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Nucleophilic substitution at a benzyl halide with valerolactone anion; 3-(4-nitrobenzyl)tetrahydro-2H-pyran-2-one

SyntheticPage 816
DOI: 10.1039/SP816
Submitted Dec 09, 2016, published May 16, 2017
kathryn allen (, Peter Sitarik (
A contribution from Allen Group

			Reaction Scheme: <IMG src="/images/empty.gif"><IMG src="/images/empty.gif">Nucleophilic substitution at a benzyl halide with <SPAN id=csm1494929394644 class=csm-chemical-name title=valerolactone grpid="1">valerolactone</SPAN> anion<IMG src="/images/empty.gif"><IMG src="/images/empty.gif">

Chemicals Used

δ-Valerolactone (technical grade, distilled, dried with molecular sieves, stored cold, Sigma Aldrich)
Dimethylpyrimidinone (absolute, over molecular sieve, 1.5M in cyclohexane, 99.0%, Sigma Aldrich)
Lithium Diisopropyl Amide (1.5M in cyclohexane, Sigma Aldrich)
4-Nitrobenzyl Bromide (³97%, Alfa Aesar)
Tetrahydrofuran (anhydrous, ³99.9%, Sigma-Aldrich)
Ethyl Acetate (99%, Alfa Aesar)
Ammonium Chloride (Fisher Scientific)
Hexanes (VWR Analytical)
Dichloromethane (Reagent Grade, ³99.95%, PHARMCO-AAPER)


A 500 mL, three-necked round bottom flask was purged with N2 and cooled to -78°C. Dry THF (50 mL) was cannulated into the flask, followed by addition of freshly distilled d-valerolactone (5 mL, 0.054mol). Slowly, and with stirring, LDA (13 mL, 0.059mol) was added. DMPU (39 mL, 0.323mol) was cannulated into the flask. After 1 hour, 4-nitrobenzylbromide (11.6 g, 0.054 mol) was added and the reaction was left for 4 hours at -78°C, then warmed to room temperature. The solution was quenched slowly with methanol and the product was extracted with EtOAc and washed with saturated NH4Cl solution. Rotary evaporation yielded a clumpy red precipitate. The crude product was dry-loaded onto silica gel and purified using column chromatography (1:3 DCM/hexanes to 100% DCM). The collected product was rotovapped down to a yellow solid, which was recrystallized from diethyl ether to yield an orange-yellow, pure product (9.7%).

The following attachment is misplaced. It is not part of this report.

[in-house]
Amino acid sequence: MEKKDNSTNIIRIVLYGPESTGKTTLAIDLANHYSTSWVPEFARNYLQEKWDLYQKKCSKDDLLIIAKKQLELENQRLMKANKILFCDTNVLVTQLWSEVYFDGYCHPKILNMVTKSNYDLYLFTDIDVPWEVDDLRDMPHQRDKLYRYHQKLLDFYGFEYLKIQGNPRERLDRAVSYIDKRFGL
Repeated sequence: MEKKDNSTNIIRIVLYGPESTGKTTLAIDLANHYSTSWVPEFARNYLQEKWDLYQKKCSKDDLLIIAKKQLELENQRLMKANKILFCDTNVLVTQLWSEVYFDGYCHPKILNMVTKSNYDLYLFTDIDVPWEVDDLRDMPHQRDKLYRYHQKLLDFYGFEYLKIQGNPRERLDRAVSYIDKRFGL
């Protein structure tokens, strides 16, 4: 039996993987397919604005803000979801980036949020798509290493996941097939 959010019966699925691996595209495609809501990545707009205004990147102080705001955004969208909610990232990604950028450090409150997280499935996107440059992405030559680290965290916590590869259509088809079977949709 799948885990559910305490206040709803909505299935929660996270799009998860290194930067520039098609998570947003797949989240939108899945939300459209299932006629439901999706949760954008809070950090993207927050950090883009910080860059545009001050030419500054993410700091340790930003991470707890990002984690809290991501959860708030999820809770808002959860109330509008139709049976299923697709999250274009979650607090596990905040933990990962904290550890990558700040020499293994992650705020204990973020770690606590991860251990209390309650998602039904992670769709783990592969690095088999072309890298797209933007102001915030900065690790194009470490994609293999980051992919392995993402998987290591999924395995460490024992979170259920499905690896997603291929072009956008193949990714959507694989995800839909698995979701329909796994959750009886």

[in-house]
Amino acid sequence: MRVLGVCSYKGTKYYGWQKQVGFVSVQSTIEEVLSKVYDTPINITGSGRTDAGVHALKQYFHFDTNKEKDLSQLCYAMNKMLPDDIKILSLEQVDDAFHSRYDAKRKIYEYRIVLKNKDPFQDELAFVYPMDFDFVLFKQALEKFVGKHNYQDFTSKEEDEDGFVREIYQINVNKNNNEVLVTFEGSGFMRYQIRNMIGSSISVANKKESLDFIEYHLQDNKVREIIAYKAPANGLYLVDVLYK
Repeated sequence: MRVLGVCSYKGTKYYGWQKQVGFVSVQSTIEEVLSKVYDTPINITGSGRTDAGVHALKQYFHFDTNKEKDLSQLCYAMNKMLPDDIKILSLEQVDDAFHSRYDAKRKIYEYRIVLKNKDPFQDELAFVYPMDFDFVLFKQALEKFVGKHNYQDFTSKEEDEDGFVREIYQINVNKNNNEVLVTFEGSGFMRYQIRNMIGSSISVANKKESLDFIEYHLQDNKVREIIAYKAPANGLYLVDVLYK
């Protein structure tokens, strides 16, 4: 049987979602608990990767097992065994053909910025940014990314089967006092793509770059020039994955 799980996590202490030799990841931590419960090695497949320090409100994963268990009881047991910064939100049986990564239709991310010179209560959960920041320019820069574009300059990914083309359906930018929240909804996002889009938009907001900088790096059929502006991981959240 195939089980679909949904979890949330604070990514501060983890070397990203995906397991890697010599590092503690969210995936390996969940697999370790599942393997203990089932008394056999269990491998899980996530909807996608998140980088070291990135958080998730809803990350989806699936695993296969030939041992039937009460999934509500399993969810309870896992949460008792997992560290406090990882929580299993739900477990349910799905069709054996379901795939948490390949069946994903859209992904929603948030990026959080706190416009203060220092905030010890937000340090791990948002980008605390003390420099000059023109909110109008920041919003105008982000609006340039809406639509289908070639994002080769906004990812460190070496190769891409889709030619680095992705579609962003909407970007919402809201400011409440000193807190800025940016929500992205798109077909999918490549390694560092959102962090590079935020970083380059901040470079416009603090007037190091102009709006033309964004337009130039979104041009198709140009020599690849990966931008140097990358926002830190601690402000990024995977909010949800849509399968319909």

Author's Comments

The product was collected off the column with a 100% DCM wash after the yellow band (starting material) was collected. Theoretical uses are for ring-opening polymerization to form a new plastic that is potentially biodegradable, but tougher than unmodified polylactone.


1H NMR (CDCl3, 400 MHz): δ 1.549 (1H, m), 1.87-1.96 (3H, m), 2.88-2.92 (2H, d), 3.39-3.43 (1H, d), 4.28-4.34 (2H, m), 7.39-7.41 (2H, d), 8.16-8.18 (2H, d).

13C NMR (CDCl3, 400 MHz): δ 21.92, 24.29, 36.94, 41.13, 68.49, 123.74, 130.10, 146.85, 173.30.

IR (cm-1): 1715 (C=O), 1512 (NO2), 1344 (NO2).

Melting Point: 116°C

Lead Reference

E. Kwan, J. Scheerer, D. Evans. The Stereochemical Course of Intramolecular Michael Reactions. Journal of Organic Chemistry. (78). 175-203. 2013

Other References

B. Parrish, J. Quansah, T. Emrick. Functional Polyesters Prepared by Polymerization of α-Ally(valerolactone) and It’s copolymerization with ε-Caprolactone and δ-Valerolactone. Journal of Polymer Science. (40). 1983-1990. 2002

Supplementary Information


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Get structure file (.cdx, .sk2, .mol)

Keywords: Lactone, nucleophilic, substitution

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